Experimental Economists Find Brain Regions That Govern Fear of the Economic Unknown

Do you have second thoughts when ordering a strange-sounding dish at an exotic restaurant? Afraid you'll get fricasseed eye of newt, or something even worse? If you do, it's because certain neurons in the brain are saying that the potential reward for the risk is unknown. These regions of the brain have now been pinpointed by experimental economists at the California Institute of Technology and the University of Iowa College of Medicine.

Science Historian Named Caltech/Huntington Professor

A historian with interests as wide-ranging as entomology and Greek astronomy has become the first-ever Eleanor Searle Visiting Professor in the History of Science, a newly established joint program between the California Institute of Technology and the Huntington Library, Art Collections, and Botanical Gardens.

Voting Experts Say Californians Should Make Sure Their November 8 Votes Are Counted

The November 8 special election will allow California voters to decide on a number of initiatives rather than elect new people to statewide offices. But even though votes for a candidate will not be counted this time, the possibility of "lost" votes still exists, says an authority on voting at the California Institute of Technology.

Preferring a Taste and Recognizing It May Involve Separate Brain Areas, Study Shows

Are you disgusted when you hear about Elvis Presley's fried peanut butter 'n 'nanner sandwiches? A new study shows that it could all be in your head. In fact, our taste preferences may have little to do with whether we can even recognize the substance we're eating or drinking.

Caltech Neuroscientist Receives Grant to Study How Autistic Patients Process Facial Information

Ralph Adolphs, a neuroscientist at the California Institute of Technology, has been awarded a $120,000 grant from the Cure Autism Now foundation to study the way that autistic patients process information about other people's facial expressions.

Matthew O. Jackson Named Guggenheim Fellow

Matthew O. Jackson, the Edie and Lew Wasserman Professor of Economics at the California Institute of Technology, has received a John Simon Guggenheim Memorial Foundation Fellowship. Jackson is one of 186 fellowship recipients, who include artists, scholars, and scientists.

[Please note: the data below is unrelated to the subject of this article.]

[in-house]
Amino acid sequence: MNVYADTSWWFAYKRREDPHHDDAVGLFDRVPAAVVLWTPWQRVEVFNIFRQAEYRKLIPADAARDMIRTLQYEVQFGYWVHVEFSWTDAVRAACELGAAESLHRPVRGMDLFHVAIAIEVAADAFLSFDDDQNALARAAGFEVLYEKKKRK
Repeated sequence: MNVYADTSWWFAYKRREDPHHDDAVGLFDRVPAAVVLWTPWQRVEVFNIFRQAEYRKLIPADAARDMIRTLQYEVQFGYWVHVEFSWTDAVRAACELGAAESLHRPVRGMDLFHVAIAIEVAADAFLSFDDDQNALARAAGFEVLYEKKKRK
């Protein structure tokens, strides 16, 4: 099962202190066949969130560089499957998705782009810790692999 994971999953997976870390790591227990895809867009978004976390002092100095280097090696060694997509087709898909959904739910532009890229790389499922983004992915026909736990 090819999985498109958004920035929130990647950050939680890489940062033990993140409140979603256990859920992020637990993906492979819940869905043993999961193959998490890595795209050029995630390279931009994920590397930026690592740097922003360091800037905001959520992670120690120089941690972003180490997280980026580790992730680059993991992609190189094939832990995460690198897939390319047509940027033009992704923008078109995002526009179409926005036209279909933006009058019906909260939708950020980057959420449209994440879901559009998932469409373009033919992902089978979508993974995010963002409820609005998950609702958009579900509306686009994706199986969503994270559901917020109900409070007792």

Scientists Use fMRI to Catch Test Subjectsin the Act of Trusting One Another

Who do you trust? The question may seem distinctly human--and limited only to "quality" humans, at that--but it turns out that trust is handled by the human brain in pretty much the same way that obtaining a food award is handled by the brain of an insect. In other words, it's all a lot more primitive than we think.

New study provides insights into the brain's remembrance of emotional events

Those of us who are old enough to remember the Kennedy assassination are usually able to remember the initial announcement almost as if it's a movie running in our heads. That's because there is a well-known tendency for people to have enhanced memory of a highly emotional event, and further, a memory that focuses especially on the "gist" of the event.

Negative Impacts of Dam Construction on Human Populations Can Be Reduced, Author Says

Despite the adverse impacts of large dam construction on ecosystems and human settlements, more and more dams are likely to be built in the 21st century wherever there is a need to store water for irrigated agriculture, urban water supplies, and power generation. But world societies and governments would do well to evaluate the consequences of dam construction as an integral part of the planning process, a leading authority writes in a new book.

Caltech Author's Take on Desperate Housewives, Family Fights, and Suburban Paranoia

What does Merrill Joan Gerber, a lecturer in creative writing at the California Institute of Technology, know about desperate housewives, family feuds, and the façades of middle-class suburbia?

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